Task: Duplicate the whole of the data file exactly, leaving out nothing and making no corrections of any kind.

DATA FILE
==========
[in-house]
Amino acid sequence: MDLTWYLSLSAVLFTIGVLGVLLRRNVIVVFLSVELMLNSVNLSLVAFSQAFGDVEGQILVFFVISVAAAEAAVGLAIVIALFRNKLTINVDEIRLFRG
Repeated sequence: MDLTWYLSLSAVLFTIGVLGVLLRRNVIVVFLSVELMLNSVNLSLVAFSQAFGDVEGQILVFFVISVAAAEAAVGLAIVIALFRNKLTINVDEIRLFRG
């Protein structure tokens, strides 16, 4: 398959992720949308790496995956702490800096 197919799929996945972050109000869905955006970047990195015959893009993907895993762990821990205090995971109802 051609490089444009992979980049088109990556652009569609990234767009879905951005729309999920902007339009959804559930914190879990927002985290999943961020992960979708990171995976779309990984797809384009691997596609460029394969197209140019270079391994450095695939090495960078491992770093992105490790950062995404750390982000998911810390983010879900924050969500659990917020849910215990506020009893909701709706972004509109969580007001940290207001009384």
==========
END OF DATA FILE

[in-house]
Amino acid sequence: MDLTWYLSLSAVLFTIGVLGVLLRRNVIVVFLSVELMLNSVNLSLVAFSQAFGDVEGQILVFFVISVAAAEAAVGLAIVIALFRNKLTINVDEIRLFRG
Repeated sequence: MDLTWYLSLSAVLFTIGVLGVLLRRNVIVVFLSVELMLNSVNLSLVAFSQAFGDVEGQILVFFVISVAAAEAAVGLAIVIALFRNKLTINVDEIRLFRG
């Protein structure tokens, strides 16, 4: 398959992720949308790496995956702490800096 197919799929996945972050109000869905955006970047990195015959893009993907895993762990821990205090995971109802 051609490089444009992979980049088109990556652009569609990234767009879905951005729309999920902007339009959804559930914190879990927002985290999943961020992960979708990171995976779309990984797809384009691997596609460029394969197209140019270079391994450095695939090495960078491992770093992105490790950062995404750390982000998911810390983010879900924050969500659990917020849910215990506020009893909701709706972004509109969580007001940290207001009384």